Where would the internet and software engineering world be, if the open source and free software community wouldn’t exist? Nowhere near as open and free as it is today, we’d say. Lydia Pintscher is one of the main matadors who has been fighting for transparency and the availability of non-corporate free software for the daily needs of end-users for years. As a long-time member and now president of the KDE e.V., the international free software community which produces free and libre applications which run on modern systems like Unix or Windows, she has managed several large mentoring programs and guided one of the largest communities through significant technical changes. Furthermore, Lydia is also product manager at Wikidata, the collaboratively edited knowledge base operated by the Wikimedia Foundation. And she loves to help people make awesome happen.
At the SEMANTiCS 2016, Lydia will deliver her keynote on “Wikidata: bringing structured data to Wikipedia with 16,000 volunteers”.
Q1: Which application areas for semantic technologies do you perceive as most promising?
The most exciting thing for me around semantic technologies is seeing them come from idea to very crude prototypes and hacks to useful and usable. At the end of the day I see semantic technologies - just like any other technology - as a means to improve our lives. This is what we are doing with Wikidata. We are building a knowledge base that serves Wikipedia, its sister projects and everyone else who needs structured data about the world. In Wikidata thousands of people collaborate to collect and maintain this data - no matter what language they speak and what culture they come from. With the help of Wikidata suddenly the smaller Wikipedias can easily benefit from the work done in one of the larger Wikipedias - which wasn't possible before. Suddenly they can provide their readers much more information than they previously could. So I would say for me the most promising application area of semantic technologies is using them to magnify the impact of work people do.
Q2: What is your vision of semantic technologies and artificial intelligence?
I wish for both semantic technologies and artificial intelligence to learn to deal with the complexity of the world instead of trying to dumb it down. The world is complex and it doesn't get less complex by us trying to press it into nice boxes. Over and over again we see technology hiding crucial complexity and dissent and this is not helping us in the long term. Try asking your favorite search engine for the capital of Israel for example. One of the most crucial decisions we made at the beginning of Wikidata is to allow collecting different data about the same thing - backed up by references - in order to surface knowledge diversity and to allow to capture the complexity of the world. I hope we will see that spread more widely. The second crucial thing I believe is that we need to make sure to build these technologies in a way that gives people control instead of taking it away from them. This starts with allowing them to tinker with the underlying software and data.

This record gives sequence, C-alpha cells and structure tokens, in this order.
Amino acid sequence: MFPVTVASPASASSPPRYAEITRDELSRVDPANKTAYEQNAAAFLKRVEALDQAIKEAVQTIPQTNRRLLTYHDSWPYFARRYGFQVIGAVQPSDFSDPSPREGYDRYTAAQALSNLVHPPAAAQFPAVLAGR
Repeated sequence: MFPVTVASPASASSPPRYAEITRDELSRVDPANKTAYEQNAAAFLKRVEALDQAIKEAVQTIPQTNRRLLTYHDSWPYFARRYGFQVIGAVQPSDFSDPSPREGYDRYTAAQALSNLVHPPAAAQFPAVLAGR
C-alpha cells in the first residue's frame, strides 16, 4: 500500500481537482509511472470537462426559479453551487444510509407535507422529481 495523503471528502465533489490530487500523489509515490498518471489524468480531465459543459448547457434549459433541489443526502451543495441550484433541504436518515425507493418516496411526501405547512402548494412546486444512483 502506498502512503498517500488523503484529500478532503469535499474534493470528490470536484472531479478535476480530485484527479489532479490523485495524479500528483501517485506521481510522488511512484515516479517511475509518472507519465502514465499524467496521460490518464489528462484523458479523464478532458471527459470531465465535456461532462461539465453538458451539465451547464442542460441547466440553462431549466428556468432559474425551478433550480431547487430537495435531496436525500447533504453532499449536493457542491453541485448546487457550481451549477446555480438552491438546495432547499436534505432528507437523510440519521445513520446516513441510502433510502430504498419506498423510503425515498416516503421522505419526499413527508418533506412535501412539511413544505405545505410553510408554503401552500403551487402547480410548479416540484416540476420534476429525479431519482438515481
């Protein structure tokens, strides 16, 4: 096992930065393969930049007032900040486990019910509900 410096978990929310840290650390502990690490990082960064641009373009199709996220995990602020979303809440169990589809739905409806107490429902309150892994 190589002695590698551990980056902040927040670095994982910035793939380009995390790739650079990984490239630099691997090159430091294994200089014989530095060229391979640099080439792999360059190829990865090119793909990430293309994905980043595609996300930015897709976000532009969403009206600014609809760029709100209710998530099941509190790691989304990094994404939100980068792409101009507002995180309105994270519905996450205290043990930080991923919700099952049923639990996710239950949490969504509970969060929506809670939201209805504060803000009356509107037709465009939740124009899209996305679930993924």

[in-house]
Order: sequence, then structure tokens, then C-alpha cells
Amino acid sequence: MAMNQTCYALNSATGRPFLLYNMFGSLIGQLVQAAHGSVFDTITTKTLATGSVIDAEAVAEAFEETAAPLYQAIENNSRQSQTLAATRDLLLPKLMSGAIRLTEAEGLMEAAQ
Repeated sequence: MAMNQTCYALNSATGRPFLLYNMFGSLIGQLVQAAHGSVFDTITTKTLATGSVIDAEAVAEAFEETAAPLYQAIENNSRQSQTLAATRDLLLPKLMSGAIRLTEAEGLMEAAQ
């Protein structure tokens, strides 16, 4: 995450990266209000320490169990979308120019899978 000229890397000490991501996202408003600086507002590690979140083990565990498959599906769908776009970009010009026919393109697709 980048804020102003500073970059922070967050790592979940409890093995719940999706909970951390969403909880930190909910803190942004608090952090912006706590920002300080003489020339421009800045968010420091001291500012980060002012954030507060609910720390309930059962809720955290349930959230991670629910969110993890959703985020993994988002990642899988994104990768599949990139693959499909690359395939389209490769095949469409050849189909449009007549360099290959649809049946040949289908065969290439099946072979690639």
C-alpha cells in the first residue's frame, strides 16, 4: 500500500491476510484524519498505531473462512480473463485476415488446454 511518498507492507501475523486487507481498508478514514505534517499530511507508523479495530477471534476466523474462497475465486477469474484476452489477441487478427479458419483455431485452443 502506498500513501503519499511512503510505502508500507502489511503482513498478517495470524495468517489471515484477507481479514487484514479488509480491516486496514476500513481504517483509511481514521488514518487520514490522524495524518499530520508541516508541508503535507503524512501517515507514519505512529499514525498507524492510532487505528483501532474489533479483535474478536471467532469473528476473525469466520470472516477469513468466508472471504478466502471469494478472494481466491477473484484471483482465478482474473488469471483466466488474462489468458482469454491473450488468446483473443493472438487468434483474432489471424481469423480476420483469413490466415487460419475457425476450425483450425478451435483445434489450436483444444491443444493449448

Q3: How do you personally contribute to the advancement of semantic technologies?
My team and I plus thousands of amazing contributors to Wikidata are advancing semantic technologies in two ways. First by bringing them to Wikipedia. Wikipedia is something pretty much everyone of us uses regularly and relies on. But it is also a complex social system that brings together many people from different backgrounds and cultures. Building tools that can support them and deal with the complexity of the world will hopefully also benefit others in the future. We are seeing the start of a shift from read-only open data to editable open data. We are at the forefront of this and learning how to enable people to build a knowledge base collaboratively on a large scale - just like Wikipedia. And the second way is by exploring in the real world how semantic technologies can do more to capture and deal with knowledge diversity and the complexity of our world.
+1: You are very passionate about free software and free culture. How do you support these movements? And do you see it threatened by the large corporations?
I am the product manager of Wikidata and the president of KDE e.V., a free software non-profit. I see Wikidata as a crucial part of the free software and free culture movement for three reasons:
1) Wikibase, the software underneath Wikidata, is free software. Anyone can go and set up their own knowledge base similar to Wikidata. I think this is extremely powerful and will help build an ecosystem around Wikidata. This makes a lot of sense for very specialized projects for example.
2) Wikidata is one of the most important puzzle pieces that make Wikipedia ready for the future. Only with a shared knowledge base can Wikipedia get closer to its vision of giving everyone access to the sum of all human knowledge.
3) All the data in Wikidata is freely available for anyone to use. In a world where data is at the core of everything Wikidata is an equalizing force. Anyone can use our data to build the next big thing - whatever it might be.